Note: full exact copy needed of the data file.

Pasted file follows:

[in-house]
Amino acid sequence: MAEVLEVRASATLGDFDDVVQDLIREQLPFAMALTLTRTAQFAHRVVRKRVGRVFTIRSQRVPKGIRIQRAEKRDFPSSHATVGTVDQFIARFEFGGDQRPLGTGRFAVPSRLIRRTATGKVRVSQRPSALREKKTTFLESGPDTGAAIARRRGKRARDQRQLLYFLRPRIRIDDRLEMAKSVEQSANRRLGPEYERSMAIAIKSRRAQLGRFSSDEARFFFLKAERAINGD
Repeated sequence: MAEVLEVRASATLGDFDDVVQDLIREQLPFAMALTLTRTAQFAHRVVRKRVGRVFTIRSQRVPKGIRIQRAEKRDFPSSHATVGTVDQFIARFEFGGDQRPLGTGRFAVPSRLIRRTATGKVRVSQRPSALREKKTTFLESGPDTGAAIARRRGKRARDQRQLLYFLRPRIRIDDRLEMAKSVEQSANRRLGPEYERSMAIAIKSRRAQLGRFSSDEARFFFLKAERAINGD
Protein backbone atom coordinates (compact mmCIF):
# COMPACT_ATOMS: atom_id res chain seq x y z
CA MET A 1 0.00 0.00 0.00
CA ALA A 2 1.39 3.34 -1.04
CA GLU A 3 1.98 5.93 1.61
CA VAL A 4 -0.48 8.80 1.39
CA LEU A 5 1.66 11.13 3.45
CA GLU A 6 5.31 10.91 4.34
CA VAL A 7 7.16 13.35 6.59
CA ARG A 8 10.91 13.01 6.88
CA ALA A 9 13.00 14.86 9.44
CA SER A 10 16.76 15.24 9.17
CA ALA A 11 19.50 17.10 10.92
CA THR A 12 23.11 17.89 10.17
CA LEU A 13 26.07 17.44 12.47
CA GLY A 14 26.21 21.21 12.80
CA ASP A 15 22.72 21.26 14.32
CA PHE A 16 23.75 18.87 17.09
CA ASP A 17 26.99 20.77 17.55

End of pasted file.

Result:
[in-house]
Amino acid sequence: MAEVLEVRASATLGDFDDVVQDLIREQLPFAMALTLTRTAQFAHRVVRKRVGRVFTIRSQRVPKGIRIQRAEKRDFPSSHATVGTVDQFIARFEFGGDQRPLGTGRFAVPSRLIRRTATGKVRVSQRPSALREKKTTFLESGPDTGAAIARRRGKRARDQRQLLYFLRPRIRIDDRLEMAKSVEQSANRRLGPEYERSMAIAIKSRRAQLGRFSSDEARFFFLKAERAINGD
Repeated sequence: MAEVLEVRASATLGDFDDVVQDLIREQLPFAMALTLTRTAQFAHRVVRKRVGRVFTIRSQRVPKGIRIQRAEKRDFPSSHATVGTVDQFIARFEFGGDQRPLGTGRFAVPSRLIRRTATGKVRVSQRPSALREKKTTFLESGPDTGAAIARRRGKRARDQRQLLYFLRPRIRIDDRLEMAKSVEQSANRRLGPEYERSMAIAIKSRRAQLGRFSSDEARFFFLKAERAINGD
Protein backbone atom coordinates (compact mmCIF):
# COMPACT_ATOMS: atom_id res chain seq x y z
CA MET A 1 0.00 0.00 0.00
CA ALA A 2 1.39 3.34 -1.04
CA GLU A 3 1.98 5.93 1.61
CA VAL A 4 -0.48 8.80 1.39
CA LEU A 5 1.66 11.13 3.45
CA GLU A 6 5.31 10.91 4.34
CA VAL A 7 7.16 13.35 6.59
CA ARG A 8 10.91 13.01 6.88
CA ALA A 9 13.00 14.86 9.44
CA SER A 10 16.76 15.24 9.17
CA ALA A 11 19.50 17.10 10.92
CA THR A 12 23.11 17.89 10.17
CA LEU A 13 26.07 17.44 12.47
CA GLY A 14 26.21 21.21 12.80
CA ASP A 15 22.72 21.26 14.32
CA PHE A 16 23.75 18.87 17.09
CA ASP A 17 26.99 20.77 17.55